This is not to deny or even minimize the many problems faced by those effected, but rather to put the former into proper proportion, so that one kind of harm is not simply replaced with another. Exaggeration leads, that is, inexorably to a stunted sexual adjustment, and back  to sexual taboos such as those of Queen Victoria's time, which are neurotogenic in and of themselves.
What is required, in my opinion, is a clear separation between sexuality on the one hand and violence on the other, hard as that is to make. It is violence that children, women, and indeed people in general should be protected from, not sexuality. When this distinction is not made, the in fact all-too-common connection between sexuality and violence -- which leads to such misery -- is unable to be severed. Heinrichs (1986) sees in every rape the sexual expression of aggression rather than the aggressive expression of sexuality. This one can agree with. But it then becomes precisely a matter of exposing and combating aggression, not rendering it harmless.
Our criminal law assesses sexual acts -- even non-violent one -- much more severely than, for example, bodily harm, which is also why scarcely anything happens to a male teacher who boxes the ears of a female pupil. But if he were to Kiss her, he would lose his job. This actually corresponds to how physical aggression is assessed generally; i.e., that it is still viewed as a manly, and therefore for male youths and adults, positive attribute. Correspondingly, its criminal forms are evaluated less negatively than other types of criminal acts.
It is really here that education for overcoming this traditionally male sexual aggression and aggressive behavior must begin. When Schorsch (1987) says that without an aggressive dynamic love can be neither conceived of nor experienced, I would agree only insofar as we are talking about an aggressive sexuality in the sense meant by Heinrichs, i.e., that is consented to, wanted, and accepted by both partners. Without consent there can be no love, because love is only ever conceivable in relation to the partner. When aggression takes control, the intention to do harm moves to the foreground; this is not compatible with love.
The content of our upbringing of, and consequently the content of our example for our children -- which is in fact what this discussion is all about -- must be the inviolability of every person's physical as well as psychological integrity. But this also includes making every child conscious early on of the inviolability of his/her own physical and psychological integrity in other areas. Admittedly this is an even harder, but probably necessary road, even when our traditional ideas about upbringing make it a difficult one. The first step would be a prohibition on all forms of corporal punishment, including even within the family. From where is the grown-up son or daughter supposed to learn that love has something to do with sexuality when the parents, to whose sexuality they owe their very existence, still behave with nothing but aggression towards one another, even if only verbally? But then the parents would no longer trust themselves to be affectionate even with their own children, for fear of being suspected of incestuous acts.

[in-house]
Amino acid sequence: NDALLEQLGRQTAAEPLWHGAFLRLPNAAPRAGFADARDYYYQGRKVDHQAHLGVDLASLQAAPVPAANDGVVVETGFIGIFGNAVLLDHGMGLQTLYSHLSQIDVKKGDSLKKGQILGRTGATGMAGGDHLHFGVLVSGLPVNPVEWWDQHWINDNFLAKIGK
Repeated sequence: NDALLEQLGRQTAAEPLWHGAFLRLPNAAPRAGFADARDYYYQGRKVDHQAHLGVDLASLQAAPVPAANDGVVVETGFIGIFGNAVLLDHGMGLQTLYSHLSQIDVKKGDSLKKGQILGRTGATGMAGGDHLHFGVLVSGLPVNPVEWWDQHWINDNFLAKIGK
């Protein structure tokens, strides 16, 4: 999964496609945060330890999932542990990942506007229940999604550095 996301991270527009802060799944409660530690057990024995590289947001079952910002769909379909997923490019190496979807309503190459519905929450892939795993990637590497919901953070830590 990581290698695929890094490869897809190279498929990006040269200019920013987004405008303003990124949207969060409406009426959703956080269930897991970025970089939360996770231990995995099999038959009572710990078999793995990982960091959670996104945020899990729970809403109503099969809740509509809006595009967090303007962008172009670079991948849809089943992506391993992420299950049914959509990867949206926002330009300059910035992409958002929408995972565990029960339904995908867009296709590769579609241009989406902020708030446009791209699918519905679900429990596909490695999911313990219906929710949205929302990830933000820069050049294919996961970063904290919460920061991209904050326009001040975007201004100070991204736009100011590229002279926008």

There is a certain basis for supposing that the increasing suspicion surrounding all men -- especially fathers -- in connection with the up until now undoubtedly underestimated and taboo-laden sexual abuse  of children could be, in part, a struggle between husband and wife over the child. As an expert witness in child psychiatry in custody and related proceedings, I have been accused by father's groups of being biased in favor of mothers. This is true to the extent that based on actual circumstances I do hold that, "as a rule," the small, pre-school child would be better looked-after by the mother, which is not to exclude the father becoming the caregiver in individual cases. But so long as only 1% of fathers are children's primary caregivers (Baden-Wurttemberg Ministry of Work, Hea1th, and Social Order, 1983) -- the figure may be somewhat higher today -- and so long as -- when one considers only the actual rearing father or mother exclusive of girlfriends, boyfriends, or grandmothers in the household - only one in ten children raised by a single parent is brought up by the father (Docker and Knob1 1987), this rule will continue to correspond to our social and psychological reality. And yet, in family court proceedings, fathers are fighting for their children with increasing intensity.
Could it not be that, with the wide dissemination of the concept of child sexual abuse the mother, in her fight with the father over the children, misinterprets his close contact with them, either consciously or unconsciously? One should take care, lest the very justifiable and necessary fight against child sexual abuse not be used for wrongful ends.
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Professor Emeritus Reinhart Lempp, M.D., Hauptmannsreute 65, 7000 Stuttgart 1